Journalists and politicians talk a lot about freedom of speech, and rightly so, because the ability to express thoughts and opinions without fear or restraint is the foundation of democracy. We must be free to question, free to doubt, or we are not free at all.
But for journalists and politicians, 'freedom of speech' can feel a bit of an abstract concept, a debating point not a matter of personal safety. We talk about curbs on free speech as things that make it harder for us to do what we do – write and talk. We rarely think about them in terms of physical fear.
So a couple of weeks ago, when I wrote here about the way fear is chilling the debate about Britain’s laws on sex and gender, I really meant the fear of reputational damage. I referred to the fear that MPs and journalists feel that if they question moves to allow people to decide their own legally-recognised gender they will be accused of transphobia and bigotry.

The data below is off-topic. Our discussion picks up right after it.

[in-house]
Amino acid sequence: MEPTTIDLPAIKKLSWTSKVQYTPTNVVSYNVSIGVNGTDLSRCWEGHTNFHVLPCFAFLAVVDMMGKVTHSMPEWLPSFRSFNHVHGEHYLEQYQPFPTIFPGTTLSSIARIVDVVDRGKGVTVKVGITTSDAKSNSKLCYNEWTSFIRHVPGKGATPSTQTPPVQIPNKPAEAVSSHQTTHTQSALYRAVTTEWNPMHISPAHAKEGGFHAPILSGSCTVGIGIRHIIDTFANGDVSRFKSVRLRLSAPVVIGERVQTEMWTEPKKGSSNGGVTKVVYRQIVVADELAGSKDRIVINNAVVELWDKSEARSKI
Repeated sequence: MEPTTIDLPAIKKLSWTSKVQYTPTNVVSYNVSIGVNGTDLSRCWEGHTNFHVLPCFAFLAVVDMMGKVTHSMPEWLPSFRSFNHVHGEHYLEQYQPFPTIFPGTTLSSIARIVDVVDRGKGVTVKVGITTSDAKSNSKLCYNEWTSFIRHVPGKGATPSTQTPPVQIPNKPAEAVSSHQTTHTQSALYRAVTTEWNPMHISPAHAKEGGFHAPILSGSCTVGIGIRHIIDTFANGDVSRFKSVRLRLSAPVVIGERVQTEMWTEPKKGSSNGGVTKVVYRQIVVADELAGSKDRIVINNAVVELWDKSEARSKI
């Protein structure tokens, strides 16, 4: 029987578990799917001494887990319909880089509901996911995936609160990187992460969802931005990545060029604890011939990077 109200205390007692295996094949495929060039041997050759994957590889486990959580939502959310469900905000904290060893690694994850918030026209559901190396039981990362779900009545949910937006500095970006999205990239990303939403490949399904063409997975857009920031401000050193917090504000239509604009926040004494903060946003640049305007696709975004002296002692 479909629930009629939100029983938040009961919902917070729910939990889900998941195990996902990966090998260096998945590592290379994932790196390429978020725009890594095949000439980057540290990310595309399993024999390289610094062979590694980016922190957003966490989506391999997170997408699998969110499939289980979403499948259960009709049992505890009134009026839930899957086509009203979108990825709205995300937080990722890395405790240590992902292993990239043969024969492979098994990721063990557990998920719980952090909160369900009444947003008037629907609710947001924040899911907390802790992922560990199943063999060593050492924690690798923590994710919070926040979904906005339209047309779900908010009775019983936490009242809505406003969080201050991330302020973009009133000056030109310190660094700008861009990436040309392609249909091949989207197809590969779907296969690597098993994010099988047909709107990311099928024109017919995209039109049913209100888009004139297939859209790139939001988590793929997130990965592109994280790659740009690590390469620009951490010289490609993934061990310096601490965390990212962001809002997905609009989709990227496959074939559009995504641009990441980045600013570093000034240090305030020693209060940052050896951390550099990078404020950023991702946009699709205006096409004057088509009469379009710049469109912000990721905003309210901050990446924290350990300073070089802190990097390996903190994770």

That fear is real, and troubling, but there are worse things to be afraid of. Fear that you will lose your job and your livelihood. Fear of physical attack.
And that is what some people in this debate feel here. They fear that if they are seen to speak out and question the trend to change the law to allow 'self-identification', they will come to harm. Real harm.
Some of those people are meeting tonight in London, to discuss those changes in the law and their concern about them. I can’t tell you precisely where because the location of the meeting is being kept secret. The people organising and attending the meeting are scared of what might happen if some of the people who disagree with them turn up.
The people organising the meeting call themselves A Woman’s Place UK. They say the proposed changes in the law raise questions that are not just practical but existential. They worry that if a man can become a woman just by saying so, with no external check or verification, then the very term 'woman' becomes meaningless, and a group of people with no meaningful name or identity will in time lose all standing in law and society. For them, womanhood is a matter of objective biological fact, one that subjective feelings cannot change. Most, if not all, of them call themselves feminists.